American Heritage® Dictionary of the English Language, Fourth Edition
- adj. Inclined or eager to fight; hostile or aggressive.
- adj. Of, pertaining to, or engaged in warfare.
- n. One that is hostile or aggressive, especially one that is engaged in war.
Century Dictionary and Cyclopedia
- Warlike; given to waging war; characterized by a tendency to wage or carry on war.
- Of warlike character; constituting or tending to an infraction of peace: as, a belligerent. tone of debate.
- Actually engaged in war: as, the belligerent powers.
- Pertaining to war, or to those engaged in war: as, belligerent rights, etc.
- n. A nation, power, or state carrying on war; also, a person engaged in fighting.
- adj. Engaged in warfare, warring.
- adj. Eager to go to war, warlike.
- adj. Of or pertaining to war.
- adj. By extension Aggressively hostile, eager to fight.
- adj. Acting violently towards others.
- n. A state or other armed participant in warfare
GNU Webster's 1913
- adj. Waging war; carrying on war.
- adj. Pertaining, or tending, to war; of or relating to belligerents.
- n. A nation or state recognized as carrying on war; a person engaged in warfare.
- adj. characteristic of an enemy or one eager to fight
- n. someone who fights (or is fighting)
- adj. engaged in war
- From Latin belligerans ("waging war"), present active participle of belligerō ("I wage war"), from belliger ("waging war, warlike"), from bellum ("war") + -ger (from gerō ("I lead, wage, carry on")). (Wiktionary)
- Latin belligerāns, belligerant-, present participle of belligerāre, to wage war, from belliger, warlike : bellum, war + gerere, to make. (American Heritage® Dictionary of the English Language, Fourth Edition)
“By this it was provided that thereafter the captain of a cruiser who should impress an American citizen should be liable to heavy penalties, to be enacted by law; but as the preamble to this proposition read, "Whereas it is not lawful for a belligerent to impress or carry off, from on board a neutral, seafaring persons _who are not the subjects of the belligerent_," there was admitted implicitly the right to impress those who were such subjects, the precise point at issue.”
“If a foreign unlawful enemy belligerent is actually tried for war crimes before a military commission, he has never enjoyed constitutional due rights under the 5th and 6th Amendments.”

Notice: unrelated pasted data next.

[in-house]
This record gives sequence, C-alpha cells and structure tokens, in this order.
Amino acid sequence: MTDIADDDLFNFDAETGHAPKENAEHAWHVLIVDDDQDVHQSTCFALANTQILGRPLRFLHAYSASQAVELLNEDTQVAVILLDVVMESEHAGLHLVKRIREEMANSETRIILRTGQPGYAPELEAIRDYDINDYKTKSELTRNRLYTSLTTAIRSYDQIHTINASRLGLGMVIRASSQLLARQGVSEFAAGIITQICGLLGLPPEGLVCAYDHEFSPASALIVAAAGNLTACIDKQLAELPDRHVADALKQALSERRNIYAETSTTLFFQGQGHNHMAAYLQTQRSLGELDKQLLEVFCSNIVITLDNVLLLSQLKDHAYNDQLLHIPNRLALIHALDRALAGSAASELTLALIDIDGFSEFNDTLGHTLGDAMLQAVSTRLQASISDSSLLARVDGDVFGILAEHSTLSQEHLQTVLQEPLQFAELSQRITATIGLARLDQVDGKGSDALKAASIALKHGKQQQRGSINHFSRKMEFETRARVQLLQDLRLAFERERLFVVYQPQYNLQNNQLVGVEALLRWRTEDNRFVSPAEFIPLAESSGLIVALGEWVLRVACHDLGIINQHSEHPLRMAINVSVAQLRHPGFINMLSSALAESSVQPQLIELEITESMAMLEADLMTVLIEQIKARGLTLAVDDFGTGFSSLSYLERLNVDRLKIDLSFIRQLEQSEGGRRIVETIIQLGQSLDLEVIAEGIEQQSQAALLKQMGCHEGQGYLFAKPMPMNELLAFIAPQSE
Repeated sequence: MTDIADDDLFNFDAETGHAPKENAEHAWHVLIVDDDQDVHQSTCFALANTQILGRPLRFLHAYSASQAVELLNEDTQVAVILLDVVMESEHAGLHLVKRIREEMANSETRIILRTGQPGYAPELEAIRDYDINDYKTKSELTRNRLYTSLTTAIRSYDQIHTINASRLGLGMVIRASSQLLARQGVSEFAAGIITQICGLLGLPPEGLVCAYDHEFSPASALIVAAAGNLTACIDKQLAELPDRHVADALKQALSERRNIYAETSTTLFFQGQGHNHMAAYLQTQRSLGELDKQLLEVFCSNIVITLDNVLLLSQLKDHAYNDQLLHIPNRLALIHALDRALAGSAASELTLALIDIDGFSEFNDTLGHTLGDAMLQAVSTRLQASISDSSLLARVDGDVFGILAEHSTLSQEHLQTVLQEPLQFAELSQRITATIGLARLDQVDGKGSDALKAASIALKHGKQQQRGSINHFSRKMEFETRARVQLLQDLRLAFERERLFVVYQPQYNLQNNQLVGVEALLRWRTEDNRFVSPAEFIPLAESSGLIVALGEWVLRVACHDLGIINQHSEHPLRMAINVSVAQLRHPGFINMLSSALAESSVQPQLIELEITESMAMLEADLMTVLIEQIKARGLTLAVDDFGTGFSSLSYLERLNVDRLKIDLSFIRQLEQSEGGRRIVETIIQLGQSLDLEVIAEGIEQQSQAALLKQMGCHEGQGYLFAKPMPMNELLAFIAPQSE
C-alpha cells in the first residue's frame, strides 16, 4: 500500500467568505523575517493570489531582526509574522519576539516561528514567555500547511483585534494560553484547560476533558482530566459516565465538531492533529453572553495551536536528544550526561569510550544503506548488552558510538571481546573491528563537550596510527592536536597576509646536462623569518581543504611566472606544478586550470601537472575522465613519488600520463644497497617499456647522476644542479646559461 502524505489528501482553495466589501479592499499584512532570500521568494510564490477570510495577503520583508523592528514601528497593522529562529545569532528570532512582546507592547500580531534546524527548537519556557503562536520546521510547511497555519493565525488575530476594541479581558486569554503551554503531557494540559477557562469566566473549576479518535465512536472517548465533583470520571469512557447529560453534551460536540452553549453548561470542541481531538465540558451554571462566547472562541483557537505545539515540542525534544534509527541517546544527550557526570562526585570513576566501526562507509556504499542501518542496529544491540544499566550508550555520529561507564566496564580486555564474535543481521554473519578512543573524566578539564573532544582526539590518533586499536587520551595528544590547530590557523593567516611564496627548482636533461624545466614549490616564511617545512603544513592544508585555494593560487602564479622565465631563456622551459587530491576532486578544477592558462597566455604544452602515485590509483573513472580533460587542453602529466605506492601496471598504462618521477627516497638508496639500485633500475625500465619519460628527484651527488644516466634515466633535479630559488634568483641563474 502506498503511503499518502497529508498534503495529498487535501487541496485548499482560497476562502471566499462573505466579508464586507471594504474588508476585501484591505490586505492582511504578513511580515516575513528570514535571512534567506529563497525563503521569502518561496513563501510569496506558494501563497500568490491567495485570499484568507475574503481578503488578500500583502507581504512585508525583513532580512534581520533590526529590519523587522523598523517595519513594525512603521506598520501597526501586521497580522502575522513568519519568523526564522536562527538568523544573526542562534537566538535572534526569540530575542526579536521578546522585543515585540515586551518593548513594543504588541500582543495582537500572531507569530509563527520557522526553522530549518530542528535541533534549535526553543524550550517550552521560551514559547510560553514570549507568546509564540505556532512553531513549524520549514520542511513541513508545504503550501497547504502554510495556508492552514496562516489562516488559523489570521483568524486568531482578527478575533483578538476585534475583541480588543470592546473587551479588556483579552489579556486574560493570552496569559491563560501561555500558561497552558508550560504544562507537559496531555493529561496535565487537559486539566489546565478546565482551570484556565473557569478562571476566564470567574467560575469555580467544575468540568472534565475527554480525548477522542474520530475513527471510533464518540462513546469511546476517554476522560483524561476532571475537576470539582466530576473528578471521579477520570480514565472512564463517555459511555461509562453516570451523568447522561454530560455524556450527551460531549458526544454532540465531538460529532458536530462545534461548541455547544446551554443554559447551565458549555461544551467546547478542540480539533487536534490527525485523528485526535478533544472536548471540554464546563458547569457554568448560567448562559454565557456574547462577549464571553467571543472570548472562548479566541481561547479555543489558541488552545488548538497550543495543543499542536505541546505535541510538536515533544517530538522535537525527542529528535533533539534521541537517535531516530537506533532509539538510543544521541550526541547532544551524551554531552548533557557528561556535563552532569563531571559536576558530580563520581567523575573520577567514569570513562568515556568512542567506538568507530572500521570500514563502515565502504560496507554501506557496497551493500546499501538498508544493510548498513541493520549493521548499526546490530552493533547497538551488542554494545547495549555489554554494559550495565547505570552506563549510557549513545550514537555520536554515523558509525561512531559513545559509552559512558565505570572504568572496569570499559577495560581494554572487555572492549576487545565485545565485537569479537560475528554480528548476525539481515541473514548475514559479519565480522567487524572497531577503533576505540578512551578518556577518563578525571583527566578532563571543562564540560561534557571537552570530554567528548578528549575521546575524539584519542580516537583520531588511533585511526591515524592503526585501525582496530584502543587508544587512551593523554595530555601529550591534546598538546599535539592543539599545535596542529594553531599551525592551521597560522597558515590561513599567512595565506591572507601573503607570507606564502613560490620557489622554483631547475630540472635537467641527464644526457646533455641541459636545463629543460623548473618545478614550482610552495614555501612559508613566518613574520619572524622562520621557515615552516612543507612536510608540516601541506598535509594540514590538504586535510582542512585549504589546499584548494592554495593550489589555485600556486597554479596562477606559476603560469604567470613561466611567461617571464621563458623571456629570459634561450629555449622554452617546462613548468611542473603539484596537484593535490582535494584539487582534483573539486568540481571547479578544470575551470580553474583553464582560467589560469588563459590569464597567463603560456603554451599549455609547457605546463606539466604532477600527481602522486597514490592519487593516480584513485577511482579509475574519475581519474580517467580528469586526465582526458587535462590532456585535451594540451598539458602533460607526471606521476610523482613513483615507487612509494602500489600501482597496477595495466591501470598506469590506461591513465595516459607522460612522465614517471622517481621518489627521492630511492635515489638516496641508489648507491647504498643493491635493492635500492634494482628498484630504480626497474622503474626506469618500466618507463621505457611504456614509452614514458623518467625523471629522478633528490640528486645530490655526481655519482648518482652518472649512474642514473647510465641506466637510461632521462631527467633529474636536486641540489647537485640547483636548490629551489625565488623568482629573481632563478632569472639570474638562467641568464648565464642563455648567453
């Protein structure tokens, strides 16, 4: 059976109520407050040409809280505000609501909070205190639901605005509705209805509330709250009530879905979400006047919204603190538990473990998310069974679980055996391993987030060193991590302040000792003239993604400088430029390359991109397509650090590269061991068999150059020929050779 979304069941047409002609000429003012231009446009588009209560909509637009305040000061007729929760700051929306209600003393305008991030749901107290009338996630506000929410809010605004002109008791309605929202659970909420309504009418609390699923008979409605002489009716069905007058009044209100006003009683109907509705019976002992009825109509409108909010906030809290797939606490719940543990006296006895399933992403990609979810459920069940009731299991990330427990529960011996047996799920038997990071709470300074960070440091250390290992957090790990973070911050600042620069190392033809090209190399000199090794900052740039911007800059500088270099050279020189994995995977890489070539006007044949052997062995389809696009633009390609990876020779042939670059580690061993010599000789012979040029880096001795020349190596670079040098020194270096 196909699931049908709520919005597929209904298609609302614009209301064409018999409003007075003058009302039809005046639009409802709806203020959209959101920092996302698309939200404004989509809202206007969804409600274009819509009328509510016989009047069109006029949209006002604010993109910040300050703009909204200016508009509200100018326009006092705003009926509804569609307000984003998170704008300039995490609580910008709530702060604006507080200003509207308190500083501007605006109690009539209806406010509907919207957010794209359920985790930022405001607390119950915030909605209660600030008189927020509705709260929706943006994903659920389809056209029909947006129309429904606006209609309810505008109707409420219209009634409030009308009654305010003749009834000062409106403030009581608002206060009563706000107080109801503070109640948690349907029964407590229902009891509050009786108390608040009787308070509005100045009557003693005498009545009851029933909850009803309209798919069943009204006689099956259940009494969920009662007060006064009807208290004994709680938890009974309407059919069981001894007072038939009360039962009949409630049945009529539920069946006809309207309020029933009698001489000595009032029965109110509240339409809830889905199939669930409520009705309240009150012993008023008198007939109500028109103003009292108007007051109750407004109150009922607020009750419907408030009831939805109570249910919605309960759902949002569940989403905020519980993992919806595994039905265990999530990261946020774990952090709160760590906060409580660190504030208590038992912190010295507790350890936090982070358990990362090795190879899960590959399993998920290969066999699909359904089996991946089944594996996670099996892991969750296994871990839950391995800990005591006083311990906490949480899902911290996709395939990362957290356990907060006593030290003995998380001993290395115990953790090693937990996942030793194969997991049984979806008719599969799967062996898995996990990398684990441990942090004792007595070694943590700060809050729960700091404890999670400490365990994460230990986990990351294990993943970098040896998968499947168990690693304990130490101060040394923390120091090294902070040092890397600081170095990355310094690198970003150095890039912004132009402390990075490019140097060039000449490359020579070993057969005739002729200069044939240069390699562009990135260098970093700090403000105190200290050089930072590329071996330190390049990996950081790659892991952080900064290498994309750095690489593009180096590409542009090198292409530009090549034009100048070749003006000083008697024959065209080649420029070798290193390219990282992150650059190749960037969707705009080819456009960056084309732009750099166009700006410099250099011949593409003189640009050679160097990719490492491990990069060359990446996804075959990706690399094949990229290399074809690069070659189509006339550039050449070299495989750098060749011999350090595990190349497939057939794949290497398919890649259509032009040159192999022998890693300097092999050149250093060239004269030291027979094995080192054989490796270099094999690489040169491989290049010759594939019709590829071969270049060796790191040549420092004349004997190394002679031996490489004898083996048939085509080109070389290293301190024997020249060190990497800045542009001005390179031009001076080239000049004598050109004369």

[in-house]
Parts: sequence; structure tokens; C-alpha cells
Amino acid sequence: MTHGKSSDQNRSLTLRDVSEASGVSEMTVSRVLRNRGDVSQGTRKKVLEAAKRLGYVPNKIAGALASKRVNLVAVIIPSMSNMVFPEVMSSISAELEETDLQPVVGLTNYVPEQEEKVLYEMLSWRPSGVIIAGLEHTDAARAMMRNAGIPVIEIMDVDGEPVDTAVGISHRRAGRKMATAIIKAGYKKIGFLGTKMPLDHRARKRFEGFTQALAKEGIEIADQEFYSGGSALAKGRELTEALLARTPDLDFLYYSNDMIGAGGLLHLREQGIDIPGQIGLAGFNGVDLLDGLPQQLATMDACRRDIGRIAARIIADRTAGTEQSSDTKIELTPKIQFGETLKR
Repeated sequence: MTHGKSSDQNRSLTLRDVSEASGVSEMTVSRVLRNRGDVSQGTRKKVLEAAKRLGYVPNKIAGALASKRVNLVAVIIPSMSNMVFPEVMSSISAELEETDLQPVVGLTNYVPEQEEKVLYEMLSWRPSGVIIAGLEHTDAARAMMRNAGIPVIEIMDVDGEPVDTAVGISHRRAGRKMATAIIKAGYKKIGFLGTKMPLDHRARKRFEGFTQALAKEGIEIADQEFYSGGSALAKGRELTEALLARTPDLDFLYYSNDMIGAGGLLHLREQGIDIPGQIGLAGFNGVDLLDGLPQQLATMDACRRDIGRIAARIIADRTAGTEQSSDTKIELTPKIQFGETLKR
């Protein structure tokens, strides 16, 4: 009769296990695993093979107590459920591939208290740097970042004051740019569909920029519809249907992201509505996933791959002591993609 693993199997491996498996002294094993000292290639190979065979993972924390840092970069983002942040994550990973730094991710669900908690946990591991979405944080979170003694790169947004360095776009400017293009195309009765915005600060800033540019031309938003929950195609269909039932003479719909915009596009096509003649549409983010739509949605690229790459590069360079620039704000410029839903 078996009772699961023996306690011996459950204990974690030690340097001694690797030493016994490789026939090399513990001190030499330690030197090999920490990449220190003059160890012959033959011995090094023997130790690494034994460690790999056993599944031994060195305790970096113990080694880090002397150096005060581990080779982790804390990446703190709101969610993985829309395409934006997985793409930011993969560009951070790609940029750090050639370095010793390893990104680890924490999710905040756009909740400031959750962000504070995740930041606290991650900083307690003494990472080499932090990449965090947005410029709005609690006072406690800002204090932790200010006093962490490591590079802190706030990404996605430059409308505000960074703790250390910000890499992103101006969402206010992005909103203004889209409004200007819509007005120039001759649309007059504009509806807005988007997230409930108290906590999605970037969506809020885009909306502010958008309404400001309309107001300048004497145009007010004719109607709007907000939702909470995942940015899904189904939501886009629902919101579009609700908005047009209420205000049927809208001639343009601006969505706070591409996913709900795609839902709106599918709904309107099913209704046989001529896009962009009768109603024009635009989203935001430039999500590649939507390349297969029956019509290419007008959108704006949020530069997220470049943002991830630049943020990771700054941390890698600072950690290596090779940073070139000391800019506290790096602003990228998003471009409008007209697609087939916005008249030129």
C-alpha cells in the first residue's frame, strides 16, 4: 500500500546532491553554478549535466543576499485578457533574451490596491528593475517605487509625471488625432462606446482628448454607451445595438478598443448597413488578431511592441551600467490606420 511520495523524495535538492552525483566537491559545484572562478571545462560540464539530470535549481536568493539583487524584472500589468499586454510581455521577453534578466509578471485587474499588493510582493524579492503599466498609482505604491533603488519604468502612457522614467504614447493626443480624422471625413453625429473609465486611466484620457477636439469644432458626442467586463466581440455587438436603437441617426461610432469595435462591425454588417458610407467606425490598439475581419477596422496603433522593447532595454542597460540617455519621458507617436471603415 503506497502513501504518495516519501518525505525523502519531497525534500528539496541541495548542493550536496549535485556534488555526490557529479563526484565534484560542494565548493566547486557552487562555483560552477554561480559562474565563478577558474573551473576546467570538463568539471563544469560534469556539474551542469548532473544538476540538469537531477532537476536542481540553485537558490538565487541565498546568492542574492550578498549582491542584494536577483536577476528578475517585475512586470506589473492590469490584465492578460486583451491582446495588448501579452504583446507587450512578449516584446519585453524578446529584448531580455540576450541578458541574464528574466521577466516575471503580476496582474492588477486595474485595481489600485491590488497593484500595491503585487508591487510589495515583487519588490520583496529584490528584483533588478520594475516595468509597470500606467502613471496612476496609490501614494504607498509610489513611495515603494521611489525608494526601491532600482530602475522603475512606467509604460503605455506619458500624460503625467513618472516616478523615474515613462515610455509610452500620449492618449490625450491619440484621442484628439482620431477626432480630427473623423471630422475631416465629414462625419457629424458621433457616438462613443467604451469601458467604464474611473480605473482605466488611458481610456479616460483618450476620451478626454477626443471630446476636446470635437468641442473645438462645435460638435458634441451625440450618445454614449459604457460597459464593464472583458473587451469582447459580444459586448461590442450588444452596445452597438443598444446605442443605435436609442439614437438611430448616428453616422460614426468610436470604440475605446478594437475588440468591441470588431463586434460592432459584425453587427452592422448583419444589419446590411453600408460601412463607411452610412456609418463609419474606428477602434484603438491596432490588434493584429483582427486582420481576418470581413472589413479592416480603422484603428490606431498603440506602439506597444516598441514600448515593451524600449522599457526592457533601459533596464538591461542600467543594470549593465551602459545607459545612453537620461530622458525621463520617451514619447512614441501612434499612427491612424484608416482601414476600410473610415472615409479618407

“We saw an AC-130 Spectre gunship destroying a facility, which the coalition says was used as a meeting, storage and rendezvous point for what they described as belligerent elements.”
“Your father is what I call a belligerent non-combatant.”
“LOCKED-UP COUNTRY POLICY': The Presidential Office accused the DPP of souring relations with the US through what it called a belligerent foreign policy toward”
“There are varied comments about what I call a belligerent cause to intensify the statements of gay and lesbian organizations who continue to march to their causes and fight for rights to have their marriages sanctified and recognized and their "families" together on the same insurance policies.”
“His expression belligerent, he locked his dark explosive eyes with Becca’s.”
“On Friday, Mr. Chávez went further, arguing that the FARC has a "true" army that "occupies space" and is therefore a "belligerent" -- a term that would give it standing under international law.”
“By its present position De Beers have reneged on this agreement," Molebatsi said, adding that in light of De Beers 'so-called belligerent attitude, Num was left with no choice but to declare a dispute.”
“Suddenly, the Foreign Secretary turned about, with a facility and promptness for which men had not been prepared even by his rapid changes on the questions of the Russian War and Italian Nationality, and said that the Southern Confederacy would be recognized as a belligerent, which is, to all intents and purposes of a practical character, the same thing as acknowledging it to be a nation.”
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